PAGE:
The Democratic Vs. The Meritocratic

Courtesy of comments, Democracy In America gets at something I missed in Ross's column. Here's Ross:

Palin's popularity has as much to do with class as it does with ideology. In this sense, she really is the perfect foil for Barack Obama. Our president represents the meritocratic ideal -- that anyone, from any background, can grow up to attend Columbia and Harvard Law School and become a great American success story. But Sarah Palin represents the democratic ideal -- that anyone can grow up to be a great success story without graduating from Columbia and Harvard.

Here's DIA:

The problem with Mr Douthat's argument is that the democratic ideal, as much as there is one, is the meritocratic ideal. Americans don't simply believe that anyone can grow up to be a success. They believe that with hard work anyone can grow up to be a success. And for many (like Mr Obama) an Ivy-League education is indicative of that hard work. It would be quite a stretch to paint someone like Mr Obama with the same brush as, say, George Bush, who was gifted his stays at Harvard and Yale. Mr Obama's success story, Ivy-League education and all, is as much a story of the "everyman" as Mrs Palin's.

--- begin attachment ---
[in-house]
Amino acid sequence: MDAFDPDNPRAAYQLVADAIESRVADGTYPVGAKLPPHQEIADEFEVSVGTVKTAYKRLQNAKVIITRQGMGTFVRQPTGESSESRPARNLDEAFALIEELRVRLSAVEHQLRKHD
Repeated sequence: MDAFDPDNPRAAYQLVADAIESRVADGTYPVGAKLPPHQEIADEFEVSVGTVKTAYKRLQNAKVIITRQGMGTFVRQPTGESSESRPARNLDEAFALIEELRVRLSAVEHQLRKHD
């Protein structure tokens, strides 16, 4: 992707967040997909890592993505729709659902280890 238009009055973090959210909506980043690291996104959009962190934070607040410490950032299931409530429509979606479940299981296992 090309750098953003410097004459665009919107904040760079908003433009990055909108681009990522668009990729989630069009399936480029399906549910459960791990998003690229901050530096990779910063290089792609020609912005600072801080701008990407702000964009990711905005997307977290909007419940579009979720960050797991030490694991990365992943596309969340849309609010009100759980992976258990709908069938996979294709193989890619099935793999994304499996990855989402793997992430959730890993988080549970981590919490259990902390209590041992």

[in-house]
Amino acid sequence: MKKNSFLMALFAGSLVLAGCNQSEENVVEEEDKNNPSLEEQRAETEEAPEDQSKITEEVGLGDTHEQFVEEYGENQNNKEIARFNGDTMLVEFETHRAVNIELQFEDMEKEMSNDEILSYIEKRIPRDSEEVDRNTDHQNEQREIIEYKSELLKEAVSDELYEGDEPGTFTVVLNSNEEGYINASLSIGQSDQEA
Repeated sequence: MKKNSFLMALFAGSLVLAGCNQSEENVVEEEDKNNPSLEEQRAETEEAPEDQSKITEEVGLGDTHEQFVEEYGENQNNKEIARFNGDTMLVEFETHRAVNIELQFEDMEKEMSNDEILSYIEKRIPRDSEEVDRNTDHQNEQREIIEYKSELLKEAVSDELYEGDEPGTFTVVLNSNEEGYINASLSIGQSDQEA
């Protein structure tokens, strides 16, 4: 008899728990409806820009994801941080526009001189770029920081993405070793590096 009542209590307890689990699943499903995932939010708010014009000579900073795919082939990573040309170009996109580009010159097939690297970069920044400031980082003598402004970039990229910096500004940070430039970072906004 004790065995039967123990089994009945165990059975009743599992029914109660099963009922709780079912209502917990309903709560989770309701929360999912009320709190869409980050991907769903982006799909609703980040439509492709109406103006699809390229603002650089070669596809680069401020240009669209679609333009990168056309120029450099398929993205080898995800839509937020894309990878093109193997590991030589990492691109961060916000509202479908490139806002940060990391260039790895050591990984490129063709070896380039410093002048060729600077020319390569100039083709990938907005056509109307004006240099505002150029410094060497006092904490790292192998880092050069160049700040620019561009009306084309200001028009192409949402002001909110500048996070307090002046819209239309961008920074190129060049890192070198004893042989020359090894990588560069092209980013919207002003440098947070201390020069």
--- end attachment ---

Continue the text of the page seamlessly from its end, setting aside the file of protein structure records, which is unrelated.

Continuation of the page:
The problem is this notion that by merely not attending an Ivy, you somehow automatically fulfill the "democratic ideal."  It's true Americans respect people who make it in the world without coming from an elite background. But the idea that the only real marker of that background is a college acceptance letter is reductive.

Palin is not so much an example of the democratic ideal as she is an example of the American Idol reject ideal. Most Americans believe everyone, no matter their background, has the right to compete. Very few believe everyone, no matter their suckage, has the right to win.

Again, I think race is key. From Conor Friedersdorf:

Given the history of race in America, the election of a mixed race black man to the presidency -- Columbia and Harvard or not -- ought to have as much a claim to fulfilling the democratic ideal as the nomination of a woman who didn't attend an Ivy League college. We've had our Andrew Jacksons and our Jimmy Carters. Despite the frequency of Ivy League presidents, no one doubts that a candidate from a less elite educational pedigree can be elected. Which candidate caused more Americans to reconsider the kind of person who might be elected to the presidency, Barack Obama or Sarah Palin?

It just strikes me as blind to argue that in the year that America elected it's first black president, that the democratic ideal has failed. Seriously, if the only qualifier is that you don't attend an Ivy, why wasn't Jesse Jackson's loss in 88 evidence of the failure of the democratic ideal?

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Ta-Nehisi Coates is a national correspondent at The Atlantic, where he writes about culture, politics, and social issues. He is the author of the memoir The Beautiful Struggle.

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